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 Post subject: EIA: IMO regulations drive up US, global refinery runs
PostPosted: Fri Mar 05, 2021 6:10 am 
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Beginning on Jan. 1, 2020, the International Maritime Organization (IMO) is set to enact the Annex VI of the International Convention for the Prevention of Pollution from Ships (MARPOL Convention), which lowers the maximum sulfur content of marine fuel oil used in ocean-going vessels from 3.5% to 0.5%.

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 Post subject: Political tensions in Venezuela place Petrojam refinery reva
PostPosted: Wed Mar 10, 2021 1:42 am 
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Political tensions in Venezuela place Petrojam refinery revamp on hold

Jamaicas Prime Minister Andrew Holness reported that the planned
expansion and overhaul of the Petrojam Ltd. joint ventures 36,000-b/d
hydroskimming refinery in Kingston has been placed on hold because of
the continued political unrest in Venezuela.



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 Post subject: ExxonMobil drills first of two wildcat wells off Guyana
PostPosted: Wed Mar 17, 2021 7:12 am 
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ExxonMobil Corp. reported the start of drilling of the Haimara-1 exploration well offshore Guyanathe first of two planned wells in January. The Stena Carron drillship is drilling the well, which is 19 miles east of the Pluma-1 discovery in the southeast Stabroek block.



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 Post subject: Equinor releases Great Australian Bight drilling plan
PostPosted: Tue Apr 06, 2021 12:01 am 
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The Australian arm of Norwegian international energy company Equinor has released for public comment its draft environment conceive for the proposed drilling program of the Stromlo-1 wildcat in exploration sanction EPP39 in the South Australian portion of the Great Australian Bight.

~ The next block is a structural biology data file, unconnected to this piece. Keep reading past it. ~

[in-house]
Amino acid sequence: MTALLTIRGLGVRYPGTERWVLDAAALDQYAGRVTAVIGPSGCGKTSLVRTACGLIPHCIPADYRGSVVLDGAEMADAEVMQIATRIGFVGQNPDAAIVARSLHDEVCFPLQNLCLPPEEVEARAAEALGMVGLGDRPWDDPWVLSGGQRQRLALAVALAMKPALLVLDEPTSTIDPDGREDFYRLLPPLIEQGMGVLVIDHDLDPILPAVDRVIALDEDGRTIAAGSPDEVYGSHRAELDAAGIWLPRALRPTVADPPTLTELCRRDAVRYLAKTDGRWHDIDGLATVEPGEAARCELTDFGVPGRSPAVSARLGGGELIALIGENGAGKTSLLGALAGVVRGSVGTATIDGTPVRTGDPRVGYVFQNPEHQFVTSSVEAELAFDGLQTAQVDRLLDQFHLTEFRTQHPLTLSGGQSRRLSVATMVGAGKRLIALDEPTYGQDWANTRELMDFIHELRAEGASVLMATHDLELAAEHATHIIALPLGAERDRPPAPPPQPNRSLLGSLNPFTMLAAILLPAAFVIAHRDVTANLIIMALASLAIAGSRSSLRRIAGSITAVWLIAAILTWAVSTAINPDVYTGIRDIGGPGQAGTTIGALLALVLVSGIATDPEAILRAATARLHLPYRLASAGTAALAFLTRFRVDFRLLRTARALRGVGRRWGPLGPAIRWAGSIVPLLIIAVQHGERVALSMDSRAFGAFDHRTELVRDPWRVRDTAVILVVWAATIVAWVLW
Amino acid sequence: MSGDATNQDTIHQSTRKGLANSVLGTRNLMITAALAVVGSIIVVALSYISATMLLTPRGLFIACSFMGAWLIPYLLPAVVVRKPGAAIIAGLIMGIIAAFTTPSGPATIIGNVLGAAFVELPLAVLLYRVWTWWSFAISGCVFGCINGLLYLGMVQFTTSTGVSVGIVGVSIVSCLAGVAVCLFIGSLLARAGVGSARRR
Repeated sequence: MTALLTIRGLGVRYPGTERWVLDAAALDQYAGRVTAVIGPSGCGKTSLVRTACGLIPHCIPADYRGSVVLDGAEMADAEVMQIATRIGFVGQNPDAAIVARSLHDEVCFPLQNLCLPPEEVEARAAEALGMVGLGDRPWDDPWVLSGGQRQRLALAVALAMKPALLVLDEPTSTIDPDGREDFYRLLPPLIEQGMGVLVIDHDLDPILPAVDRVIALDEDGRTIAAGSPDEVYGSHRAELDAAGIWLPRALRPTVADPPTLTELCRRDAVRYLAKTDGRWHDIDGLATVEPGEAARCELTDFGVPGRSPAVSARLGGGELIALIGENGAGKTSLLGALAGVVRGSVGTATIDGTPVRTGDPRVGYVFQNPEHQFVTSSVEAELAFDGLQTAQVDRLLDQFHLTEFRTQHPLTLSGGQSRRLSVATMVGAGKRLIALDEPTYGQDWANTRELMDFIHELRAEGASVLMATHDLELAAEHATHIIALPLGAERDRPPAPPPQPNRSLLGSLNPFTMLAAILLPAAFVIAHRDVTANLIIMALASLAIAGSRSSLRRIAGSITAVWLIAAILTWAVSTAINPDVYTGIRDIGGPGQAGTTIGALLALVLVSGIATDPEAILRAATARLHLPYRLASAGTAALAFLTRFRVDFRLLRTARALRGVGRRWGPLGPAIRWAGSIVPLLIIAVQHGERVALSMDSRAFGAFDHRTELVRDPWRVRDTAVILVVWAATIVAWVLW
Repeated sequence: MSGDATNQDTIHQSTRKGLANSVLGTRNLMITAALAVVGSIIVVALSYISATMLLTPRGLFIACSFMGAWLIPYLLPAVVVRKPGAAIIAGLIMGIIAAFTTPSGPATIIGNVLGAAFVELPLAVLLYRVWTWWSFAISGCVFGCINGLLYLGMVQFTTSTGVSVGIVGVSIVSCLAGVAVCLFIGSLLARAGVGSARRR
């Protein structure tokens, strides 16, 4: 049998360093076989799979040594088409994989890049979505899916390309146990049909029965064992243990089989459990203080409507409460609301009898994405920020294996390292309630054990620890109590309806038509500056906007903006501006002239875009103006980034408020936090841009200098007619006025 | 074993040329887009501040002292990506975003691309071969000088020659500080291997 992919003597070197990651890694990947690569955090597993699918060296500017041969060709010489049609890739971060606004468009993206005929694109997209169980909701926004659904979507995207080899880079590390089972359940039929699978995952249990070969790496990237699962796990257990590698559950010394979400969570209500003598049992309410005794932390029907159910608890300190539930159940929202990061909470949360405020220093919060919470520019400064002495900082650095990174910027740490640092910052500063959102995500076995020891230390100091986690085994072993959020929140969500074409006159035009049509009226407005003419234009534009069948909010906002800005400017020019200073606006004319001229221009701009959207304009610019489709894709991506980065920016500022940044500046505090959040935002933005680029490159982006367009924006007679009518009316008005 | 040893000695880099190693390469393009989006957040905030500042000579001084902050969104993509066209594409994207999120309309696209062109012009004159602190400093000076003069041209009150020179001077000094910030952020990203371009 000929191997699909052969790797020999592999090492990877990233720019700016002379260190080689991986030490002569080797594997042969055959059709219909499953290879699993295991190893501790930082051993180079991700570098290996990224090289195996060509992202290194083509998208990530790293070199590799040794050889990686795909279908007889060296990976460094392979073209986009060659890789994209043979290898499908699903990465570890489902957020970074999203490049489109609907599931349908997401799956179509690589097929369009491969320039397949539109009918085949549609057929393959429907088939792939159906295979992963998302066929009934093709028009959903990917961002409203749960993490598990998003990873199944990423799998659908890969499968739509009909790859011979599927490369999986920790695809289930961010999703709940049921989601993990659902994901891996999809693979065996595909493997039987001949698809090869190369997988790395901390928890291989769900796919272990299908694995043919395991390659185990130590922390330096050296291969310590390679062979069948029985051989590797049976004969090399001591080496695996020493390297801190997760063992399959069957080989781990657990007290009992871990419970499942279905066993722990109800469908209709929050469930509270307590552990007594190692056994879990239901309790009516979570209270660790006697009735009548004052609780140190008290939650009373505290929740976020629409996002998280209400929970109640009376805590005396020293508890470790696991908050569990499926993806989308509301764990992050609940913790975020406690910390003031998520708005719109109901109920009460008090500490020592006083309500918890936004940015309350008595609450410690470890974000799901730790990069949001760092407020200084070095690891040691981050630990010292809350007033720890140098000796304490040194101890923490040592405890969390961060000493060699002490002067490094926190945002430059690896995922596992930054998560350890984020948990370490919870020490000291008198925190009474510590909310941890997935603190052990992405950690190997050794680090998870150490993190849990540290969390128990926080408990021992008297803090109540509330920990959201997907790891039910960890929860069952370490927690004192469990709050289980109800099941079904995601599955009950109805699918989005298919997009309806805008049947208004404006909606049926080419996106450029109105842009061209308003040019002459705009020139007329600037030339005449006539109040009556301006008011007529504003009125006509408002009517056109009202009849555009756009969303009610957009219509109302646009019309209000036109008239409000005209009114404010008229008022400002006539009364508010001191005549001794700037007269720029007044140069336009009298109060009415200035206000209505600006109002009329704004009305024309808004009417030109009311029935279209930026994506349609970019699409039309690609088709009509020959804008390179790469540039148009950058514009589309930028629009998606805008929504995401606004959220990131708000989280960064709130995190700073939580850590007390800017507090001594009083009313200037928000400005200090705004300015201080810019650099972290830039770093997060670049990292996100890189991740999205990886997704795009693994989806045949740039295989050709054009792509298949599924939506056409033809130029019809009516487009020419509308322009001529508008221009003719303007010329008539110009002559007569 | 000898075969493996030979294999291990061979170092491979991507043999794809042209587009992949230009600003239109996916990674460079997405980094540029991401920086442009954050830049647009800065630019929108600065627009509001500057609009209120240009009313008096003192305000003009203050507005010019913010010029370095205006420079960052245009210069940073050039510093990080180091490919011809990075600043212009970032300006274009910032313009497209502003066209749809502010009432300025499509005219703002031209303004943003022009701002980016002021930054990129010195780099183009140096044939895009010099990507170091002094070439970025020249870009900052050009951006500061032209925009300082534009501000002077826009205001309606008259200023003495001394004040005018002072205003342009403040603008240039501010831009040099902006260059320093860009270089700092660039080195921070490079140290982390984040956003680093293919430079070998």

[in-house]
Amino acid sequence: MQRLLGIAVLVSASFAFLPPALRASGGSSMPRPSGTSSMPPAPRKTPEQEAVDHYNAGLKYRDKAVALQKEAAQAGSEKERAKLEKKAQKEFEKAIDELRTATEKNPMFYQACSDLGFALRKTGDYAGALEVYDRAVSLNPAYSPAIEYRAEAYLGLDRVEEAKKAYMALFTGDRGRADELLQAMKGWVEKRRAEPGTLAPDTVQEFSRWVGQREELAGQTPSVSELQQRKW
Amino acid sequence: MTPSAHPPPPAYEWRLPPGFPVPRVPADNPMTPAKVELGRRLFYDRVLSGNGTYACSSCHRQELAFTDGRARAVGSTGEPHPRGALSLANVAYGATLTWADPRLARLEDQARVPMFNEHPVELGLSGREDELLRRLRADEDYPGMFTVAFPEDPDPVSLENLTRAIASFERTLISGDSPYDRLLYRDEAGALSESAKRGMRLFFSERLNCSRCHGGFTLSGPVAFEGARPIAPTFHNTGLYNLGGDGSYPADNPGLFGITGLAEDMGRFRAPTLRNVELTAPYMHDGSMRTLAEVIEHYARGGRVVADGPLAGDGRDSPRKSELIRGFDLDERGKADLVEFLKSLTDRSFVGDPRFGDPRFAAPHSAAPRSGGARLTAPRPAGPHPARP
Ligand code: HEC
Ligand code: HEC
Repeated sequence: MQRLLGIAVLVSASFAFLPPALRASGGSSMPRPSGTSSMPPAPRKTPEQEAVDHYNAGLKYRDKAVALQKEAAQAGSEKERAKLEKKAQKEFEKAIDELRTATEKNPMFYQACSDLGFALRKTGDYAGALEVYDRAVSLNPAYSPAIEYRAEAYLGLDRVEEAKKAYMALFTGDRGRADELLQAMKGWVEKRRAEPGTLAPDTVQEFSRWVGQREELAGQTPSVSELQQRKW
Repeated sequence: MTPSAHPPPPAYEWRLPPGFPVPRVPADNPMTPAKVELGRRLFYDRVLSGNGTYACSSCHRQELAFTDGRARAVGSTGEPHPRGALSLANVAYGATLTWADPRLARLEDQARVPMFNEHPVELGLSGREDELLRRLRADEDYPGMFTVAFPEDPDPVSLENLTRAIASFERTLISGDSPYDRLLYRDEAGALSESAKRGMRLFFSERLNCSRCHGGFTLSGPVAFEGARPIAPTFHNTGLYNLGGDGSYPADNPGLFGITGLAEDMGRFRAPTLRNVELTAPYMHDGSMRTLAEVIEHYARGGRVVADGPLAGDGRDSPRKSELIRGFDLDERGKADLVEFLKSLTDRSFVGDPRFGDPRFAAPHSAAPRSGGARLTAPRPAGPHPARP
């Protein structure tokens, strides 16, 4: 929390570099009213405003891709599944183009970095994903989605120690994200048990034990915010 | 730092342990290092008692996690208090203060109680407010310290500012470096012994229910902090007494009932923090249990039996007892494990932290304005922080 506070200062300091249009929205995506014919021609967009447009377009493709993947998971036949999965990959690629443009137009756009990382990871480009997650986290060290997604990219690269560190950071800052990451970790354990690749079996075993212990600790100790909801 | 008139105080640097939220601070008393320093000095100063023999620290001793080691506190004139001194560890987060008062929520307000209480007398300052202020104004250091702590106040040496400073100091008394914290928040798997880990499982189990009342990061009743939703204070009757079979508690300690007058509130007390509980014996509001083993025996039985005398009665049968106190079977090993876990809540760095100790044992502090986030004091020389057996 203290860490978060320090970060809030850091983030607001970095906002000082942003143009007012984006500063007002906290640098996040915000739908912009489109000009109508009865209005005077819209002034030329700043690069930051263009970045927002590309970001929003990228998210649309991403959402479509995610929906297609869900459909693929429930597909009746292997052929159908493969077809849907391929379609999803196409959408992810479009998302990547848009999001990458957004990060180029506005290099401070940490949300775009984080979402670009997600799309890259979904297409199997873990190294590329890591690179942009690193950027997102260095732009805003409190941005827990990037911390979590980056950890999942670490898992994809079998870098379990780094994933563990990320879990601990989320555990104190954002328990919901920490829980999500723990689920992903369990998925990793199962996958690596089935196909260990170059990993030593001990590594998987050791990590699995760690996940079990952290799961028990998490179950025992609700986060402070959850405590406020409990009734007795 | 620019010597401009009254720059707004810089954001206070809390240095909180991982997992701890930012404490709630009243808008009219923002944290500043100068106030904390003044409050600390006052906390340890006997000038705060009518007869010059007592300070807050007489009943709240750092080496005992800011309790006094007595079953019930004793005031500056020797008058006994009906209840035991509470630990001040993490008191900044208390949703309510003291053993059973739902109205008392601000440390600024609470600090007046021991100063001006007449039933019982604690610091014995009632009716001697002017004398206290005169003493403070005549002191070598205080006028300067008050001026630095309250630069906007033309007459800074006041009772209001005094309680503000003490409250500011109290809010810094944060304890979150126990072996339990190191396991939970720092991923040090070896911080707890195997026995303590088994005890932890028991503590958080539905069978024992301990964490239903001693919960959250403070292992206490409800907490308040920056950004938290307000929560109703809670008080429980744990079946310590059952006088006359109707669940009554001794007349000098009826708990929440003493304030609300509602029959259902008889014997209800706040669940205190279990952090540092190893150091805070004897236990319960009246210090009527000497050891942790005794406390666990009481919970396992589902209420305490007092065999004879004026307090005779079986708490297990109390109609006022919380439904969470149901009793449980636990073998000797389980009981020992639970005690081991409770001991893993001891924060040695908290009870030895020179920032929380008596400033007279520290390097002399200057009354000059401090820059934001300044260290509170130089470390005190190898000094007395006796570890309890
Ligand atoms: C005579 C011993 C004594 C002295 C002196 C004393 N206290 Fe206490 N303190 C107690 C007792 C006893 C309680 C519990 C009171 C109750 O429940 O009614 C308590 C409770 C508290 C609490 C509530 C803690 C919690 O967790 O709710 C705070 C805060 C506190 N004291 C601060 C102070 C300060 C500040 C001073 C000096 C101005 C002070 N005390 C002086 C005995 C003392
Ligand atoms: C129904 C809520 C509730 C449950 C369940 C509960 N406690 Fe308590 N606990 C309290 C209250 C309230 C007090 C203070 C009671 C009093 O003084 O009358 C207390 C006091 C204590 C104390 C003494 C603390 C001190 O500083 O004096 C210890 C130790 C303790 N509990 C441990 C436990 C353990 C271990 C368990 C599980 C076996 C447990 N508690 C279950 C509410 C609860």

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 Post subject: A marine biologist uses Maps to explore under the sea
PostPosted: Tue Jun 08, 2021 10:21 pm 
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Just under the water lies one of the biggest mysteries of the Great Barrier Reef: blue holes. These underwater sinkholes give researchers a rare look at ocean life and how we can protect it. Until a few years ago, only two blue holes were documented in the entirety of the Great Barrier Reef they are coarse to find and even harder to get to.

With the help of Google Maps, marine biologist Johnny Gaskell and a team of researchers are finding previously unknown blue holes. In 2017, after witnessing Cyclone Debbie destroy many of the reefs in its path, he set out to find more blue holes. Home to hundreds of species of coral and serving as a protective waters for larger marine life, these formations give scientists a view of history buried in undisturbed sediment layers and clues about how to better protect coral reefs.

Using Google Maps satellite view, Johnny followed the cyclones path to pinpoint areas along the reef that might have been spared from damage. Thats when he spotted perfect circles along the reef, indicating a potential blue hole. The formation he identified was south of the Whitsundays in the Coarse Line Reefs, a difficult-to-reach area of the Great Barrier Reef thats dangerous to navigate. Despite this, Johnny and a team of divers headed out into the unknown, unsure of what if anything awaited them.

Theres still so many spots out in the Great Barrier Reef that are unexplored. Johnny Gaskell
Marine Biologist

With the satellite view of Google Maps on their phones, they navigated their boats through restricted channels in unsurveyed waters until the blue dot on their map was directly over the blue hole. Johnny dove in and found healthy coral formations that have sat undisturbed, possibly for centuries. Along the edges were delicate birdsnest corals, vibrant giant clams and mammoth branching staghorn corals. In the stillness of the blue holes center, there were green sea turtles, giant trevally and sharks that all called the dark, cool water home.

With the help of Google Maps, a discovery that would have taken years of underwater exploration on the seafloor is now allowing researchers to expand our understanding of the worlds largest ecosystem. Today, Johnny is still working to build a snapshot of coral reef conditions. Working with Citizens of the Great Barrier Reef and the Great Reef Census project, they are using geotagged images to give everyone from scientists to students a better idea of whats going in depths of the water whether they dive in or not.

In 2021 the Great Reef Census is expanding to reach more reefs, collect more data, and broaden its research goals. To join the efforts, sign up as a Citizen or contribute directly via the projects fundraising page.





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